Big laughs, super star in Moon’s Little Me
Jason Graae stars as all the men who woo the irresistible Belle Poitrine (Teressa Byrne) in the 42nd Street Moon production of Little Me at the Eureka Theatre. Below: Graae is Prince Cherney and Sharon Rietkerk is young Belle. Photos by David Allen
My faith in the good ol’ American star-making machine is kaput. Any yahoo with a access to a “reality” show camera crew gets 15 minutes and all the nonsensical covers of ridiculous magazines they could wish for. Or singers of dubious talent get in front of a national audience singing notes by the pound with no understanding of (or interest in) the songs they’re macerating.
And then you have journeymen performers like Jason Graae, who by all rights should be an enormous star, doing stellar work that is seen by far too few. I get worked up every time I see Graae perform because something is definitely not right that his dynamic performer with a golden voice and flawless comic timing hasn’t already had several hit sitcoms, won a couple of Tony Awards, sold millions of albums, had a few plum roles on the big screen and written at least one tell-all memoir. In another era, all of the above would be true, but the truth is, Graae is a genius in a world of show biz that has come and gone (and may yet come again – if we’re lucky).
Lest you think I’m exaggerating, go see Graae play seven leading men in 42nd Street Moon’s production of Little Me, a 1962 musical tailored to the talents of Sid Caesar. The irresistible score by Cy Coleman (music) and Carolyn Leigh (lyrics) features delightful songs like “I’ve Got Your Number,” “On the Other Side of the Tracks,” “Deep Down Inside” and “Here’s to Us” among others, and though you may leave humming a few tunes, what really lingers is the rip-roaring book by Neil Simon (adapted from novel Little Me: The Intimate Memoirs of That Great Star of Stage, Screen and Television, Belle Poitrine, as told to Patrick Dennis).
Act 2 is kind of a letdown, comically speaking, but there’s so much effervescent good will left over from the hearty laughs of Act 1 it hardly matters. And the real reason to see this production is Graae’s master class in musical comedy. His first (and most frequently recurring) character is Noble Eggleston, a blue blood from the right side of the tracks who falls for exactly the wrong girl, an impoverished Belle Shlumpfert from Drifter’s Row (definitely the wrong side of the tracks). Theirs is a love for the ages – you can tell because music plays every time they touch – and they’ll spend most of their lives pining for one another and just missing the chance to be happy in one another’s arms.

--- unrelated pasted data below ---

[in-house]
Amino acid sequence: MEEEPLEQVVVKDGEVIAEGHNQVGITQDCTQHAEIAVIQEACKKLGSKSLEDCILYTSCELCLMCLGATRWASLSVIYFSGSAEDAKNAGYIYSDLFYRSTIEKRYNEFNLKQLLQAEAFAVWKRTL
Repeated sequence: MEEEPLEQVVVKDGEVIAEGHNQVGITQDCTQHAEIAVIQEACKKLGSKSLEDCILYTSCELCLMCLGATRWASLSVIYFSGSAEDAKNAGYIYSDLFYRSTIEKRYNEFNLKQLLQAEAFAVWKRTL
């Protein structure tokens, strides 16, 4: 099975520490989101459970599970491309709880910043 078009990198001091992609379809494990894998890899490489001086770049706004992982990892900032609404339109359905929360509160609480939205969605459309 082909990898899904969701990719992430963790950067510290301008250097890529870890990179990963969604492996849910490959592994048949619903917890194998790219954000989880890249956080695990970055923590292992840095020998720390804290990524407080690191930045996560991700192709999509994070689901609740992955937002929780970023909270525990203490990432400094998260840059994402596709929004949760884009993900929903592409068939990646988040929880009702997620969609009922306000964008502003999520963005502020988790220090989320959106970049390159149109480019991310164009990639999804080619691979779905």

While Noble heads off to Harvard and Yale, where he’ll become a doctor and a lawyer (and a war hero), Belle makes it her life’s mission to become worthy of Noble’s love by attaining wealth, culture and social position. This quest leads Belle into the arms of all the wrong men, all happily played by Graae.
This story is told by Older Belle (Teressa Byrne) as she regales her biographer (Caleb Haven Draper as Patrick Dennis) with stories of her colorful past, and Younger Belle is played by Sharon Rietkerk, a spirited and big-voiced leading lady who is more than up to the challenge of keeping up with Graae while still managing to get some great laughs on her own. They are a delightful pairing, and it’s easy to see why Belle and Noble are so hooked on one another.
My favorite of Graae’s characters is the clueless Fred Poitrine, an inexperienced farm boy on his way to the European theater of World War I. Graae does idiocy brilliantly, but he also does it with heart. Fred’s big number, “Real Live Girl,” is as sweetly heartbreaking as it is funny.
When you’ve got someone as sure-footed as Graae going for big laughs onstage, you kind of want things to go wrong, at least a little bit. When the comedy train is going full speed, you can’t stop it – you just have to make sure everyone stays on board then stoke the engine a little more. That’s what happened with Graae on opening night when a pistol accidentally fell out of his pants (no really, he was just happy to see us) and, while playing French performer Val DuVal, his moustache kept sliding all over his face. Those were some of the funniest moments of the 2 ½-hour show, but there are plenty of sizable laughs built into Simon’s script, and they usually have something to do with rich people making fun of poor people or poor people sacrificing anything to escape their grim reality.
Aside from the joys of Graae and Rietkerk, director Eric Inman’s production is a hit-and-miss affair, and it’s impossible to laugh over the shortcomings of Act 2 (the highlight of which is Rietkerk and Byrne singing the title song). But music director Brandon Adams, at the piano alongside Nick Di Scala on woodwinds, keeps the electricity of Coleman’s score surging, and the sheer enjoyment of watching Graae do such good work diminishes any sense of letdown in the show itself.
Little Me may not be a genius piece of musical theater, but when you have leading players as appealing as Graae and Rietkerk and delivering superstar turns, the Little charms go a long, long way.
I interviewed Jason Graae for a story in the San Francisco Chronicle. Read the story here. [subscription may be required]
FOR MORE INFORMATION
42nd Street Moon’s Little Me continues through May 19 at the Eureka Theatre, 215 Jackson St., San Francisco. Tickets are $25-$75. Call 415-255-8207 or visit www.42ndstmoon.org.